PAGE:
Raising a Family

Balancing Act: How to Budget for What Matters Most

Cutting costs to focus on paying off debt or saving more is a smart move. Just make sure you’re not saving by eliminating the wrong things.

The cost of living continues to rise each year and household debt is following suit. In fact, the average household carries nearly $17,000 in credit card debt.1 In this debt-heavy environment, more families are making compromises and cutting corners. Of course, expenses like food and housing always have priority, but life insurance should also be one of the “must haves.” Here are quick tips to make sure your family’s priorities are accounted for in a thoughtful way.

1. Get the facts

There is a significant misunderstanding of how much an adequate life insurance policy costs. After shopping around, 37 percent of millennials and 25 percent of Gen Xers discovered the cost was lower or considerably lower than they expected.2 Furthermore, a term life policy can be more affordable than a whole life policy and often may be sufficient. In addition, for a 40-year-old nonsmoking female in good health, a 20-year, $500,000 policy can cost as little as $31 a month.*

2. Focus on the freebies

If your monthly budget is already tight – and fitting life insurance in seems impossible – consider how you’re spending your leisure time. Take advantage of low-cost or free pastimes like jogging on a local trail, borrowing books and DVDs from the library, or having friends over instead of dining out or going to the movies. The savings will add up quickly, and before you know it, your life insurance bill will be covered.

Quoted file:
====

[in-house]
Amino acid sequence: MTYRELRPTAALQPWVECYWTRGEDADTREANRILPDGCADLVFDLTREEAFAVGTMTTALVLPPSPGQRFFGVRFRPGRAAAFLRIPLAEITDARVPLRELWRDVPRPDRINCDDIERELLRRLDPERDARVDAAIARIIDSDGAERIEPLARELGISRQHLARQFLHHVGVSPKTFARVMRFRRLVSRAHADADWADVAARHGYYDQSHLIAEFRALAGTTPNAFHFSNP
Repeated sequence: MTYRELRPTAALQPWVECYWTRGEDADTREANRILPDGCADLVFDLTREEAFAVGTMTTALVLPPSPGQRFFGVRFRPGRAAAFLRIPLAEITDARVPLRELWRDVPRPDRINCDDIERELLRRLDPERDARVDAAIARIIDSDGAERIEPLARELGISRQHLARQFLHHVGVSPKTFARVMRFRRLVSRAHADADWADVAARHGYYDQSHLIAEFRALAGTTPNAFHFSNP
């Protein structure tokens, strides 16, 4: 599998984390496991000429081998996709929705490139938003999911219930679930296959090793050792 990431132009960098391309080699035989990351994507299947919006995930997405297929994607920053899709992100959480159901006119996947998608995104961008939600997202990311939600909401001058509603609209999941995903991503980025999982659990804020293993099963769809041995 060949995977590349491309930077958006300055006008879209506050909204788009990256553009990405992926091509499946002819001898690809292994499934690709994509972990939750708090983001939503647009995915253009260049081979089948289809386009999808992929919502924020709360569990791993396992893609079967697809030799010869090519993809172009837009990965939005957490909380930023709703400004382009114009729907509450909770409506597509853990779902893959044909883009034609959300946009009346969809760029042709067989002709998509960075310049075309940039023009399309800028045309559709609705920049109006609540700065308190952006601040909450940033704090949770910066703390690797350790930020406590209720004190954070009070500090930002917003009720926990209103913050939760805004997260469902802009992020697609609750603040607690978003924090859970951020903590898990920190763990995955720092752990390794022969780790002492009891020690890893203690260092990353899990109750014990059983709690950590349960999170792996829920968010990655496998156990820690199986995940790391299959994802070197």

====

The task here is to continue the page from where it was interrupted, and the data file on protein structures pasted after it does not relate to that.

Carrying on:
3. Save first

Pay your bills, do your grocery shopping, maybe splurge on something and then see if anything is left over. If this sounds familiar, you aren’t alone. More than 40 percent of Americans are living paycheck to paycheck.3 For saving to be effective, it should be automatic and should happen before you touch your paycheck. You’ll be surprised what you don’t miss in your account if it’s not there to begin with.

4. Build a strong financial foundation

Remember the reason you considered life insurance – to help protect your spouse or partner, children, parents or others from a potential financial burden if they lost you. It’s better to have some life insurance coverage, than none at all. Identify what you can afford today and put that coverage in place. Then, as your situation changes and your budget allows you can add the coverage you need. Start somewhere and know that every little bit helps!

Tip: Dedicate separate accounts for emergencies, retirement and insurance, and long-term goals (like home improvements or vacations). Set up regular direct deposits into each account. And remember, every little bit helps!

A life insurance policy is one of the most important things to budget for. It can provide financial security in the event of sudden loss and can help cover expenses like ongoing mortgage payments or children’s tuition. Watch “What to Consider When Shopping for Life Insurance” to help you understand the most important things to look for in a life insurance company so you don’t skimp on what matters most.

1 2016 American Household Credit Card Debt Study, NerdWallet, 2016.
2 2016 Amica Life Financial Peace of Mind Study, Amica Life, 2016.
3 20 Money Stats That Will Blow You Away, The Motley Fool, 2016.

*Sample monthly premium for 20-year Term Life insurance with benefit amounts shown for a Female at age shown. Rates are Premier Select and are guaranteed to remain level for the 20-year period. Monthly premium rates are available via EFT (electronic funds transfer). Actual premiums can only be determined by a full application and underwriting process, including some medical testing at our expense. Depending on your exact age and health, your actual rates may be higher or lower. Standard form numbers ICC15 FGCLT01-01 in most states. Not all plans are available in all durations and at all ages. Some features may not be available in all states.

ALIC36818 (exp. 12/19)

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